The charity received a YPI grant from Bathgate Academy in 2016. SANDS Lothians’ plan for this grant is two-fold.  Nicola plans to spend part of the grant on items for the memory bags which SANDS Lothians make up and give to each family following the death of their baby.  These help them to create precious memories of their child and include a handmade, silver heart keepsake.  Part of the heart keepsake stays with the baby while the parents keep the other half. Since the charity was awarded the grant by Bathgate Academy in West Lothian, some of these memory bags will be given to St John’s Hospital in West Lothian. It is extremely important to Nicola that SANDS Lothians is able to sustain the memory bags in the long term.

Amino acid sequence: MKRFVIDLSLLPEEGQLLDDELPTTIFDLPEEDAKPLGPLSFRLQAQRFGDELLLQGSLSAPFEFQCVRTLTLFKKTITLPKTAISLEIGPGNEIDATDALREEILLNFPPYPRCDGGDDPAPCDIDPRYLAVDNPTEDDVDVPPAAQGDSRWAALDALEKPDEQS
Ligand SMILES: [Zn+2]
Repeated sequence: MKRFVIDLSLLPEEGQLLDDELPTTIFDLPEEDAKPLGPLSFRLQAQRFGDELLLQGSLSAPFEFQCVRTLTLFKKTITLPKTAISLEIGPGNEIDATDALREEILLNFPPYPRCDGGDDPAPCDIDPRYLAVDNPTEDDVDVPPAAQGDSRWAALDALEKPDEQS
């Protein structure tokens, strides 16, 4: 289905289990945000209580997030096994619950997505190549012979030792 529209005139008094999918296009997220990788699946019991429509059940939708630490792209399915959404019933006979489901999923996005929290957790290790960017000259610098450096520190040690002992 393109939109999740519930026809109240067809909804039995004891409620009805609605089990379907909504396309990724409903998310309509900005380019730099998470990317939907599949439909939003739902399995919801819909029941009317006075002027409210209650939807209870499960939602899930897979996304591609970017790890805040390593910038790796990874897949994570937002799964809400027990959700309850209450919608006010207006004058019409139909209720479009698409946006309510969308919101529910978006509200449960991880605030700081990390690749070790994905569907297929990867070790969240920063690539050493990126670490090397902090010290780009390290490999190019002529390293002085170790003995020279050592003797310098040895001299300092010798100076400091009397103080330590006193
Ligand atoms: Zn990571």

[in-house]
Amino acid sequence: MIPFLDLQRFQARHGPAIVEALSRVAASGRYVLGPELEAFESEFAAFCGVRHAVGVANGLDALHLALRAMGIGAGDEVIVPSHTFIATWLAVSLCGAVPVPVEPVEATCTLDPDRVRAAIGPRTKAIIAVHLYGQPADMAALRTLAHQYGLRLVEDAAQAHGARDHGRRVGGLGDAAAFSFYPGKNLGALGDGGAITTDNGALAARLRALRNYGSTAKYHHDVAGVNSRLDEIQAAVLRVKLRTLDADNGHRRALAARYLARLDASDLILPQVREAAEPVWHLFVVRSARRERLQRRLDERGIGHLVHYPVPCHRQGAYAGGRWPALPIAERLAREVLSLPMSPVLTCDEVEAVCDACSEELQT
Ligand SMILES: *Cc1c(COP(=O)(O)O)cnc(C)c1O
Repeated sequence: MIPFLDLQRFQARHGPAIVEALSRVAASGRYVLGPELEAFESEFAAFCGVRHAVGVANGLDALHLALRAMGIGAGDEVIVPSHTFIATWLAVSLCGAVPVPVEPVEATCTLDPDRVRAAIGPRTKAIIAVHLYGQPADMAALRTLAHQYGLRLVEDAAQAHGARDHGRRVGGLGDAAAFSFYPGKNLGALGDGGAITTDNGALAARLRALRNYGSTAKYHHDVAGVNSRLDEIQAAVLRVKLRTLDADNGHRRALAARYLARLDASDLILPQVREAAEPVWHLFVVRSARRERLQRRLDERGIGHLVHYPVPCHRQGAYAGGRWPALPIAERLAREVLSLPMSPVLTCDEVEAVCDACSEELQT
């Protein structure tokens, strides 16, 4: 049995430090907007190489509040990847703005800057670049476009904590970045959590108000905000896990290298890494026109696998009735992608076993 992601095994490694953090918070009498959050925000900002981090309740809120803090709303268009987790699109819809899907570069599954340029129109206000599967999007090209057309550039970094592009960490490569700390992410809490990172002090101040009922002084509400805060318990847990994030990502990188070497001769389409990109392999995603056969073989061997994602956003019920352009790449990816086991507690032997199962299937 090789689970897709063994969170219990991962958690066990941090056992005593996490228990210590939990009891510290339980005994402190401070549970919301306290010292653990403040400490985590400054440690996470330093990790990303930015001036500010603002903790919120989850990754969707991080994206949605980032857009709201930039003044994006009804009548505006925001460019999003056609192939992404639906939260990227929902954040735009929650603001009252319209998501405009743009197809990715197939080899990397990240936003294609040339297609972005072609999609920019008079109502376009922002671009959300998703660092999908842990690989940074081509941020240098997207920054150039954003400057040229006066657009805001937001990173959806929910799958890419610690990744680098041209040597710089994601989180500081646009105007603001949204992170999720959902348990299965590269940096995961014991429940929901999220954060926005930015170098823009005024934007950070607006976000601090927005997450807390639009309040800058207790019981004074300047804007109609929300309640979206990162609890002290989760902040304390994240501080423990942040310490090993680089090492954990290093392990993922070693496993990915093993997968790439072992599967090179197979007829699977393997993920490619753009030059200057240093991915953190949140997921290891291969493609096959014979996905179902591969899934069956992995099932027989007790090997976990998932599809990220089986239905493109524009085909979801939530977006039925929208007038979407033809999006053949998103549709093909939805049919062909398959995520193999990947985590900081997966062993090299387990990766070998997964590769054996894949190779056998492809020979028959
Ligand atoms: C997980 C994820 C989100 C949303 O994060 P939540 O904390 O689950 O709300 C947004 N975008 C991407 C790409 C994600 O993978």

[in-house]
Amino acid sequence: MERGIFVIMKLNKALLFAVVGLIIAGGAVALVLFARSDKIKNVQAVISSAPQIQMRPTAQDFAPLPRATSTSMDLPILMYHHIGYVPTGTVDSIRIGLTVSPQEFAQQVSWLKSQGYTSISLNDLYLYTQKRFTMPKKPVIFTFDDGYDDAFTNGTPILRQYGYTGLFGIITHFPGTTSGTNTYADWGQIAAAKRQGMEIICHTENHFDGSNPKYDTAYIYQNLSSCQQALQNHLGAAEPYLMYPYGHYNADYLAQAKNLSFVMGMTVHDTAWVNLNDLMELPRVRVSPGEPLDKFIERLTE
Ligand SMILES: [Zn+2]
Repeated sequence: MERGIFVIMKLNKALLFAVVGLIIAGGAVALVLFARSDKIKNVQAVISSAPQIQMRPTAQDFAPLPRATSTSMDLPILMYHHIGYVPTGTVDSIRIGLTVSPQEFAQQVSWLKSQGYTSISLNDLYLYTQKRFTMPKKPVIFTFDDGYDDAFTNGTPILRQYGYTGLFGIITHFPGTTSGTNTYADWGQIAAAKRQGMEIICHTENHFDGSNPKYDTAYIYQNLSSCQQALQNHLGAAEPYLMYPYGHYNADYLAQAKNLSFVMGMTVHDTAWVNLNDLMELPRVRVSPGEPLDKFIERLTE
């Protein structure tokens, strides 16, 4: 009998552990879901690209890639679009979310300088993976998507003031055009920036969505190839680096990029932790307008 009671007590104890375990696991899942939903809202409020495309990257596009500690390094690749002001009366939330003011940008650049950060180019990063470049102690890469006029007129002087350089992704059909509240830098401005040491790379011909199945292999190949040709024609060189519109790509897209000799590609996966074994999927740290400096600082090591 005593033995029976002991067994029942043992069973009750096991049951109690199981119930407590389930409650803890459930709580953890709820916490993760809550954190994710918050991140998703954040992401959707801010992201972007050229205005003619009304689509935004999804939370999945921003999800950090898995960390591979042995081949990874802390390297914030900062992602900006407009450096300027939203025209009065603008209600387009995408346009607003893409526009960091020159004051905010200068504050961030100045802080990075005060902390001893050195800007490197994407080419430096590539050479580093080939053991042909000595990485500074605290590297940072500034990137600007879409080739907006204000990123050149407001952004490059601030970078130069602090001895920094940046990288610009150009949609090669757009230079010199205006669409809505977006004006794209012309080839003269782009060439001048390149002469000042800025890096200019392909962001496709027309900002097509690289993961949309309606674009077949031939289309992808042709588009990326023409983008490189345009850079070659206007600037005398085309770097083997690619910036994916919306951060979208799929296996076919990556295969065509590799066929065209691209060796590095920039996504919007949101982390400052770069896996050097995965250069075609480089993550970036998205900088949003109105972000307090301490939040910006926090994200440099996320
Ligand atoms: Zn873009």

“YPI gives students some time to explore issues that exist in their local community, and the opportunity to be a voice and make a difference to a charity that they’re interested in.  It’s win, win for everyone.”

Sustaining the charity’s counselling and befriending services is also a priority. 211 families have been supported through befriending and 500 free counselling sessions have been provided for 50 families during the last year alone and resources are now stretched.  In addition to this, there is also a need to provide counselling and a support group for families who have lost older children.  Nicola plans to spend part of the grant on training a member of staff as a support group facilitator and counsellor to meet these families’ needs.